American Goldfinches are among the strictest vegetarians in the bird world only inadvertently swallowing an occasional insect.  It feeds primarily on seeds, including seeds from composite plants (sunflowers, thistle, asters, etc), grasses and trees.  At feeders they favor nyjer and sunflower seeds (hulled).  In both situations it prefers to hang onto seed heads or feeders rather than feeding on the ground.

American Goldfinches are often described as active and acrobatic.  They are also easily identified by their undulating flight pattern of several rapid wing beats and then a pause.  Listen for their flight song while they are flapping, which sounds like po-ta-to-chip.

A group of goldfinches has many collective nouns, including a “007”, “charm”, “rush”, “treasury” and “vein” of goldfinches.

Keep an eye out for the American Goldfinch, as they will be leaving soon to head north to breed and will return when the weather up north gets cold again next fall. (See the range map following the photographs below.)

If you would like to learn more about this bird visit The Cornell Lab of Ornithology – All About Birders: American Goldfinch and Birds of Seabrook Island: American Goldfinch

American Goldfinch in winter - Bob Hider
American Goldfinch in winter – Bob Hider
American Goldfinch spring molt - Bob Hider
American Goldfinch spring molt – Bob Hider
American Goldfinch spring molt- Bob Hider
American Goldfinch spring molt- Bob Hider
Range Map of American Goldfinch - Cornell Lab of Ornithology
Range Map of American Goldfinch – Cornell Lab of Ornithology

SIB “Bird of the Week” – Tufted Titmouse

Tufted Titmouse – Baeolophus bicolor
Length:  6.5″;  Wingspan:  9.75″;  Weight:  0.75 oz.

Aside from the Carolina Chickadee, this is probably the most likely visitor to a backyard feeder on Seabrook Island. It is silvery gray with a soft-colored orange just below its wing. It is a small bird but appears considerably bigger than a chickadee when they are next to one another, which they often are. Its crest is a good field mark.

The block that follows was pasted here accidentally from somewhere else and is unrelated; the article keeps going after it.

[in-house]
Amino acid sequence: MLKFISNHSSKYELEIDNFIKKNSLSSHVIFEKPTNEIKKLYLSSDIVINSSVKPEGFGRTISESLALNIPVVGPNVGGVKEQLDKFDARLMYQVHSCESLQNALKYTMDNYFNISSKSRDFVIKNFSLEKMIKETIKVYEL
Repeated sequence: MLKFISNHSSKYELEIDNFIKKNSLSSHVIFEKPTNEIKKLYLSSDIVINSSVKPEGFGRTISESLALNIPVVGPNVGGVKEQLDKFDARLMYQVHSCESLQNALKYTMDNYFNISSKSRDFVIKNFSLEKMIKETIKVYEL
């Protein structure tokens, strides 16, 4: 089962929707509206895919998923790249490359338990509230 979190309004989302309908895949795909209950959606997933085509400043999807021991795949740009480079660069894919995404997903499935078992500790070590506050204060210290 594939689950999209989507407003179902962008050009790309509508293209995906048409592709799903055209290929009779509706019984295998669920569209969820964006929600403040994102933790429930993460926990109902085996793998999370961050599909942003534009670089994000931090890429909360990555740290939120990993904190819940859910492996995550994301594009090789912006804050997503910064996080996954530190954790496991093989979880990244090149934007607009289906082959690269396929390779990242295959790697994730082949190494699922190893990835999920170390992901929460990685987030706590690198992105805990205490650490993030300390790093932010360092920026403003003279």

During the summer months, titmice feed on insects but in the winter, they are particularly fond of sunflower seeds, and the bigger the better. If you have a feeder in your yard, you can watch as the titmouse picks out a large seed, holds it between its feet and pecks on it vigorously until the seed cracks open to release the tender heart inside. They are quite brave and will come to a feeder that is placed on a window providing a wonderful view for the homeowner.

The titmouse has a big sound for such a small bird. His main song sounds as though he is calling in a two-note descending minor third (for you musical folks) which is repeated usually three to four times: Peter Peter Peter. It’s a full, rich sound and quite distinguishable once you are familiar with it.

As the map below indicates, the Tufted Titmouse is here all year long. They build their nests in pre-existing tree cavities or sometimes in a bluebird box. They are quite territorial such that, even when breeding is finished, the male and female remain together and do not join with others as the chickadees do.

Tufted Titmouse pair nesting in a tree cavity.
Tufted Titmouse pair nesting in a tree cavity.

Watch for these little guys. They are not the biggest or the brightest (color, that is) but they grow on you! View this short video from Cornell Lab of Ornithology to see the Tufted Titmouse.

If you would like to learn more about this bird visit:

Article submitted by:  Marcia Hider
Photographs provided by: Ed Konrad and File Photos

This blog post is part of a series SIB will publish on a regular basis to feature birds seen in the area, both migratory and permanent residents.  When possible we will use photographs taken by our members.    Please let us know if you have any special requests of birds you would like to learn more about.